Activity recognition in resource-constrained pervasive systems
2015 (English)Licentiate thesis, comprehensive summary (Other academic)
There is an increasing need for personalised and context-aware services in our everyday lives and we rely on mobile and wearable devices to provide such services. Data collected from these devices includes important information about users’ movements, locations, physiological status, and environment. This data can be analysed in order to recognise users’ activities and thus provide contextual information for services. Such activity recognition is an important tool for personalising and adapting assistive services and thereby increasing the usefulness of them.This licentiate thesis focuses on three important aspects for activity recognition usingwearable, resource constrained, devices in pervasive services. Firstly, it is investigated how to perform activity recognition unobtrusively by using a single tri-axial accelerometer. This involves finding the best combination of sensor placement and machine learning algorithm for the activities to be recognized. The best overall placement was found to be on the wrist using the random forest algorithm for detecting Strong-Light, Free-Bound and Sudden-Sustained movement activities belonging to the Laban Effort Framework.Secondly, this thesis proposes a novel machine learning algorithm suitable for resource-constrained devices commonly found in wearable and pervasive systems. The proposed algorithm is computationally inexpensive, parallelizable, has a small memory footprint, and is suitable for implementation in hardware. Due to this, it can reduce battery usage, increase responsiveness, and also make it possible to distribute the machine learning task, which enables balancing computational costs against data traffic costs. The proposed algorithm is shown to have a comparable accuracy to that of more advanced machine learning algorithms mainly for datasets with two classes.Thirdly, activity recognition is applied in a personalised and pervasive service for im-proving health and wellbeing. Two monitoring prototypes and one coaching prototype were proposed for achieving positive behaviour change. The three prototypes were evaluated in a user workshop with 12 users aging between 20 and 60. Participants of the workshop believed that the proposed health and wellbeing app is something people are likely to use on a permanent basis.By applying results from this thesis, systems can be made more energy efficient andless obtrusive while still maintaining a high activity recognition accuracy. It also shows that pervasive and wearable systems using activity recognition have the potential of relieving some problems in health and wellbeing that society face today.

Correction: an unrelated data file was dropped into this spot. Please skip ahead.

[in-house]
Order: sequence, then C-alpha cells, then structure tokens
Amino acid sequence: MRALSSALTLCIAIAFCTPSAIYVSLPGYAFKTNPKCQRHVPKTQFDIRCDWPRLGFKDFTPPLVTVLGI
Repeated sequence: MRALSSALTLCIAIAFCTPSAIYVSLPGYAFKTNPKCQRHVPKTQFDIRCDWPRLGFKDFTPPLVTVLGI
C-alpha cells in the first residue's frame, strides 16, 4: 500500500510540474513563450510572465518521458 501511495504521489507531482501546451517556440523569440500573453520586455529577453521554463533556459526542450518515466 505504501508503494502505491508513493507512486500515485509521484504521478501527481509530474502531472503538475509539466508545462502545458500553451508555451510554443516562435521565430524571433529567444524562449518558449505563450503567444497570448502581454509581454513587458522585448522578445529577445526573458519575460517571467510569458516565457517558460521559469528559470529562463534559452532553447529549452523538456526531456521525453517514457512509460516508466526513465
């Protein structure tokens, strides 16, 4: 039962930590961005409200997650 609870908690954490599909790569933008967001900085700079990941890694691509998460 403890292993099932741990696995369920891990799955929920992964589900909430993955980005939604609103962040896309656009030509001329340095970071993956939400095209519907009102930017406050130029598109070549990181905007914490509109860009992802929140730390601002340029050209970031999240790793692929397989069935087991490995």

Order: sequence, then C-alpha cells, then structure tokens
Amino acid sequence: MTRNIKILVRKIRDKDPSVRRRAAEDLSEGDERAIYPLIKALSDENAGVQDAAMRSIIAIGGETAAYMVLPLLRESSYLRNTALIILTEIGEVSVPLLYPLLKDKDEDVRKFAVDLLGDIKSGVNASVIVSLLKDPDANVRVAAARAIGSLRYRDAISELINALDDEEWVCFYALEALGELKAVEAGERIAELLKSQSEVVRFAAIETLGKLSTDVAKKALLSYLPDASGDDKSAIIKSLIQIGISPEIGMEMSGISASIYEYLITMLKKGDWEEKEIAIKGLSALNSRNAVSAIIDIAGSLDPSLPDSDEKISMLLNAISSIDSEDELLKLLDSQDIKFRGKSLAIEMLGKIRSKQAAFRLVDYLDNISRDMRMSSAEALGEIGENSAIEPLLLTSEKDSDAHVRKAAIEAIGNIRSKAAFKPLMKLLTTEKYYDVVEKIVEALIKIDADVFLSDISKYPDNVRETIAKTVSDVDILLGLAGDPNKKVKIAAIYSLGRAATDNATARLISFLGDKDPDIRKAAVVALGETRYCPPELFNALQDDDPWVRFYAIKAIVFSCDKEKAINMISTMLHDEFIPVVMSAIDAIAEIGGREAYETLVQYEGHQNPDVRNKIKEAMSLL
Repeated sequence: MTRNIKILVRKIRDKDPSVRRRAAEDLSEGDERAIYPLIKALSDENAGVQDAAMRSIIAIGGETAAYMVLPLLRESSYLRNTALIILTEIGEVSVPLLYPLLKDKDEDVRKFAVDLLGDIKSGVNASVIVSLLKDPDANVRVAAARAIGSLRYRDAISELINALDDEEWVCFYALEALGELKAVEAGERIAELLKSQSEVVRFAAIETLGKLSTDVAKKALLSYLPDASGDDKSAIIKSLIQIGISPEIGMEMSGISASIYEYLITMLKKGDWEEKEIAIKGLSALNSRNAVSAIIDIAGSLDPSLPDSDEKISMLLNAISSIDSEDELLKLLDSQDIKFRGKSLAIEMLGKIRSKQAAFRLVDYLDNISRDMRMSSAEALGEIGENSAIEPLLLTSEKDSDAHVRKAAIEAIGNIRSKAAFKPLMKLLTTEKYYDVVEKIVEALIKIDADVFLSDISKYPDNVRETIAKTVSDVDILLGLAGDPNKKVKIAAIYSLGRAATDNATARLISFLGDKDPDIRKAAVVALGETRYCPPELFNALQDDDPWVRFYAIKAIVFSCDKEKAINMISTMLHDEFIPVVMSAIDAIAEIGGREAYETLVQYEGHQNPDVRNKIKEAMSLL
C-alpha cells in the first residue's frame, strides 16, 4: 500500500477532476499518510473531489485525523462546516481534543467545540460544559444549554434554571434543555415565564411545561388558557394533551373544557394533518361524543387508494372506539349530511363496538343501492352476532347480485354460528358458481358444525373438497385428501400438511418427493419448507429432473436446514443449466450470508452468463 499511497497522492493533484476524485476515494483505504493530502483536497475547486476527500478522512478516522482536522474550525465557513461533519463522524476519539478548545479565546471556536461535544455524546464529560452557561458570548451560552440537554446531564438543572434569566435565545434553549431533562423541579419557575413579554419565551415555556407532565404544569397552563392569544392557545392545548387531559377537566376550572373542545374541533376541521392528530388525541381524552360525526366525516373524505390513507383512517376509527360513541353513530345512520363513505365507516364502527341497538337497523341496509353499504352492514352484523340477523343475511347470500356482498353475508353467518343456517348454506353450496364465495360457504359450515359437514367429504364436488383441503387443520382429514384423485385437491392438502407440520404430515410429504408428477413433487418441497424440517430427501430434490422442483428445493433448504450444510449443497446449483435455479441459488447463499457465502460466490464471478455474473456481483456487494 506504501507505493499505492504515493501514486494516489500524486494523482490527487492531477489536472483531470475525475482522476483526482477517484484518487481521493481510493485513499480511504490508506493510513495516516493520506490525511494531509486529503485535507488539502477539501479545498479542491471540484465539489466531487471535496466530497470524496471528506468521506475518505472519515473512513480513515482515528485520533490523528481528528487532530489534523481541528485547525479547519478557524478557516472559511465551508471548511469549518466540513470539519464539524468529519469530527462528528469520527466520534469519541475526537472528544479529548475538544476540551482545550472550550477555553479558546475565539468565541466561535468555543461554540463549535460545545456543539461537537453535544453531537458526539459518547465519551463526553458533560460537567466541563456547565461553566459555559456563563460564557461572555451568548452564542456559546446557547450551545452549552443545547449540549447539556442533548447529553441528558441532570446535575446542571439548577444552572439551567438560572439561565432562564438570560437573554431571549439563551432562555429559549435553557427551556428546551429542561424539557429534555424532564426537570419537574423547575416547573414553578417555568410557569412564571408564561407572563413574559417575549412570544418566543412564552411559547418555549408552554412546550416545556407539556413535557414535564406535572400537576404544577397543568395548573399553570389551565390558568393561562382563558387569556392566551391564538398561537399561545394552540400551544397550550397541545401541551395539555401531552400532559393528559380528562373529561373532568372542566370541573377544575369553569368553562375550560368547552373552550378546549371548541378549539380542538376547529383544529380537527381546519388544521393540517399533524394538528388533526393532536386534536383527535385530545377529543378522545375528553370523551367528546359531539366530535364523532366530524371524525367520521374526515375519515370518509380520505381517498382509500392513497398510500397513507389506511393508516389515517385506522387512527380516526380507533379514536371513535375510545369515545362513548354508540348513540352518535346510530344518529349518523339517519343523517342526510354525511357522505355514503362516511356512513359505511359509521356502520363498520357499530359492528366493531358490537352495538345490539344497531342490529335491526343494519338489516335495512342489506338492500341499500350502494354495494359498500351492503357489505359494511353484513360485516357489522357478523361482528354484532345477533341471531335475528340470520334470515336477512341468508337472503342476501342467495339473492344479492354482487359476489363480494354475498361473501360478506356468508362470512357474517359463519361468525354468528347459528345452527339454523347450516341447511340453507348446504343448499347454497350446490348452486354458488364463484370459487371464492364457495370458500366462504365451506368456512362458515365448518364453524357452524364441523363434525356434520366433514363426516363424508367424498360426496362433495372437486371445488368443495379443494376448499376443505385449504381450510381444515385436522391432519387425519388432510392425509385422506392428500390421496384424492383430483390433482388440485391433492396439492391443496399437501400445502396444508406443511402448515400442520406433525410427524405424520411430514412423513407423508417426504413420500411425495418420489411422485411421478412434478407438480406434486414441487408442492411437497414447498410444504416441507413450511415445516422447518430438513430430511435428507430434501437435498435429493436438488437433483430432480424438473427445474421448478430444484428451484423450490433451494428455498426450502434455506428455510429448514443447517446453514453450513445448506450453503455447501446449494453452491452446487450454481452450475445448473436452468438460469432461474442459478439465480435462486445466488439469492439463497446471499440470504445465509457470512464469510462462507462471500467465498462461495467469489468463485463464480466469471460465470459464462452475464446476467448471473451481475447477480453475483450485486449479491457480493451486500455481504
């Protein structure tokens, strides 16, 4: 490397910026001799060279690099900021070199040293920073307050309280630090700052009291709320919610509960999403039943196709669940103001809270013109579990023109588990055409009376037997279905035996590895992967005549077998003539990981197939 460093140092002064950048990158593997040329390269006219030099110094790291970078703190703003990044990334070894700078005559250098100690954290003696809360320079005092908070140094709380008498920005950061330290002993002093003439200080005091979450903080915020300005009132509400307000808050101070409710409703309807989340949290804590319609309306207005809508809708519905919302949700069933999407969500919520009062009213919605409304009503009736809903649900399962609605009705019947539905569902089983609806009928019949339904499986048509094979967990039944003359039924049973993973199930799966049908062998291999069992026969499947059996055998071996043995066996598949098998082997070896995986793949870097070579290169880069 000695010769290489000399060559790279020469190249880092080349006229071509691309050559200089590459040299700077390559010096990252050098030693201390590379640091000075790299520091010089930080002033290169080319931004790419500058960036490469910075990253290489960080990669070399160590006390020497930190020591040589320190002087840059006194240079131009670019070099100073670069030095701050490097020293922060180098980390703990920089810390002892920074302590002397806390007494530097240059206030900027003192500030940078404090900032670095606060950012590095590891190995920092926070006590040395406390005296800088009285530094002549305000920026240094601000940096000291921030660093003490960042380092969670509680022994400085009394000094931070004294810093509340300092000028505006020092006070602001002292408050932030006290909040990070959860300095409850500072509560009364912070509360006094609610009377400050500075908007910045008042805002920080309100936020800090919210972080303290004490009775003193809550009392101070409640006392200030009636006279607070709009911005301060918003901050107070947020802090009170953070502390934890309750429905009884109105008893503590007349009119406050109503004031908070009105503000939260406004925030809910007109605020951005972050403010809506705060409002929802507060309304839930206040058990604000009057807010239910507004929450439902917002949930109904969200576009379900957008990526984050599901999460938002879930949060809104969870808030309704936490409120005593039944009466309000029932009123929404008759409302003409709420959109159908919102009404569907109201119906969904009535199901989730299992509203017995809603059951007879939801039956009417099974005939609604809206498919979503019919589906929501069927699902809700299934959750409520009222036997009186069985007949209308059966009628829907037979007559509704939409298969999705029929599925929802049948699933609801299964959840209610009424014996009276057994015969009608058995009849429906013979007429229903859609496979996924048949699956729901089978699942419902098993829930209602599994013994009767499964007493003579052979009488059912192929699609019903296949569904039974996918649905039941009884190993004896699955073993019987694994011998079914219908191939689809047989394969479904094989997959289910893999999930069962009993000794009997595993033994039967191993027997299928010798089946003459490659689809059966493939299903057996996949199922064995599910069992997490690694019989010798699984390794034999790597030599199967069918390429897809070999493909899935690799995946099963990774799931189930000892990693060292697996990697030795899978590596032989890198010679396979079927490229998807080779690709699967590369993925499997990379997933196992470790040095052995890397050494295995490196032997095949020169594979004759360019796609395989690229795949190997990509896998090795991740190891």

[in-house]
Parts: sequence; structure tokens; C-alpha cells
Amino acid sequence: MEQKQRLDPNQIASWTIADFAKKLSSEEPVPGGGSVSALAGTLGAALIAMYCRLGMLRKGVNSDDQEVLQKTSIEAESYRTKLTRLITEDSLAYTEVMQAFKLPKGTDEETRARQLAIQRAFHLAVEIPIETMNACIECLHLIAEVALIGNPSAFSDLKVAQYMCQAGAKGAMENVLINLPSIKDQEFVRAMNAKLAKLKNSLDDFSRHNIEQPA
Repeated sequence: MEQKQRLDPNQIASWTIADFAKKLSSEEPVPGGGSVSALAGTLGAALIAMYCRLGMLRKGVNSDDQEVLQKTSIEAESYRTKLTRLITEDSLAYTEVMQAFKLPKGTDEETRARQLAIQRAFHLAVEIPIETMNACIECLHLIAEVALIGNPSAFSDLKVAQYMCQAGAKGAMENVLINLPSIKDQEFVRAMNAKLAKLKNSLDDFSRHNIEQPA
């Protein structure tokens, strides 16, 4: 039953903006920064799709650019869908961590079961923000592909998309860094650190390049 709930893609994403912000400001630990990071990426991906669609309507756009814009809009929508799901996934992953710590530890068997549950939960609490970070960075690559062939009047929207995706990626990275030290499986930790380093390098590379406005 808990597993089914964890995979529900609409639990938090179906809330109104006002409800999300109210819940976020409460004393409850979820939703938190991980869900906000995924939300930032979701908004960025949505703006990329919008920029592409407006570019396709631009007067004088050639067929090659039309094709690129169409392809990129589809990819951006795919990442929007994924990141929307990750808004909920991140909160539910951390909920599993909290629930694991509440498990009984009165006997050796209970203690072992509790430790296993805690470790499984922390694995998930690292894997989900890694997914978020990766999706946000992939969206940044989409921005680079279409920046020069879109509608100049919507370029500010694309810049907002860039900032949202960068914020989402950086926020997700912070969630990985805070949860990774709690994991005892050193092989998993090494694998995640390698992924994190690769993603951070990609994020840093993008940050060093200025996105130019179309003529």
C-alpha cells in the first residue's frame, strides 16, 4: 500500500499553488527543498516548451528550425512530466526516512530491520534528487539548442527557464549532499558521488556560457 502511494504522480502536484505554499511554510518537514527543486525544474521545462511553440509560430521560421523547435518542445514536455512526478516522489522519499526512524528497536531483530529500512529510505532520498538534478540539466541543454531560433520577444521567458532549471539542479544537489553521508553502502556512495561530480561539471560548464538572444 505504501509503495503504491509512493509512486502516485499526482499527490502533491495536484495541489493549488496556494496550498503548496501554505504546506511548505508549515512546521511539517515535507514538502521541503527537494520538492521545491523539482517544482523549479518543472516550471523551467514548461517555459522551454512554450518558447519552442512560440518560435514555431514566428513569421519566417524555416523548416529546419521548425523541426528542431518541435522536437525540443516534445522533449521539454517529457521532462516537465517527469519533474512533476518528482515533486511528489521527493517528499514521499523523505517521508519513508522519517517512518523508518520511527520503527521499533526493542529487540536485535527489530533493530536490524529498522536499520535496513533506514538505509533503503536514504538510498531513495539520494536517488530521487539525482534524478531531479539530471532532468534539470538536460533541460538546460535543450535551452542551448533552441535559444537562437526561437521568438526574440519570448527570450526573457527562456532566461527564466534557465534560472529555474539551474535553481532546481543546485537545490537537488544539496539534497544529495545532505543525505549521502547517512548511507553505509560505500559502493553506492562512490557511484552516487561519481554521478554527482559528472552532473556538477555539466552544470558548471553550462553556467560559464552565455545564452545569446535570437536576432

Place, publisher, year, edition, pages
Luleå tekniska universitet, 2015. , 85 p.
Licentiate thesis / Luleå University of Technology, ISSN 1402-1757
Research subject Mobile and Pervasive Computing
IdentifiersURN: urn:nbn:se:ltu:diva-26136Local ID: cd2ff2c1-700f-47ee-a3f6-ef93d2044e64ISBN: 978-91-7583-485-6ISBN: 978-91-7583-486-3 (PDF)OAI: oai:DiVA.org:ltu-26136DiVA: diva2:999295
Godkänd; 2015; 20151021 (nikkar); Nedanstående person kommer att hålla licentiatseminarium för avläggande av teknologie licentiatexamen. Namn: Niklas Karvonen Ämne: Distribuerade datorsystem/Pervasive Mobile Computing Uppsats: Activity Recognition in Resource-Constrained Pervasive Systems Examinator: Professor Kåre Synnes, Institutionen för system- och rymdteknik Avdelning: Datavetenskap, Luleå tekniska universitet Diskutant: Professor Chris Nugent, University of Ulster, Northern Ireland Tid: Tisdag 15 december 2015 kl 15.00 Plats: D770, Luleå tekniska universitet2016-09-302016-09-30Bibliographically approved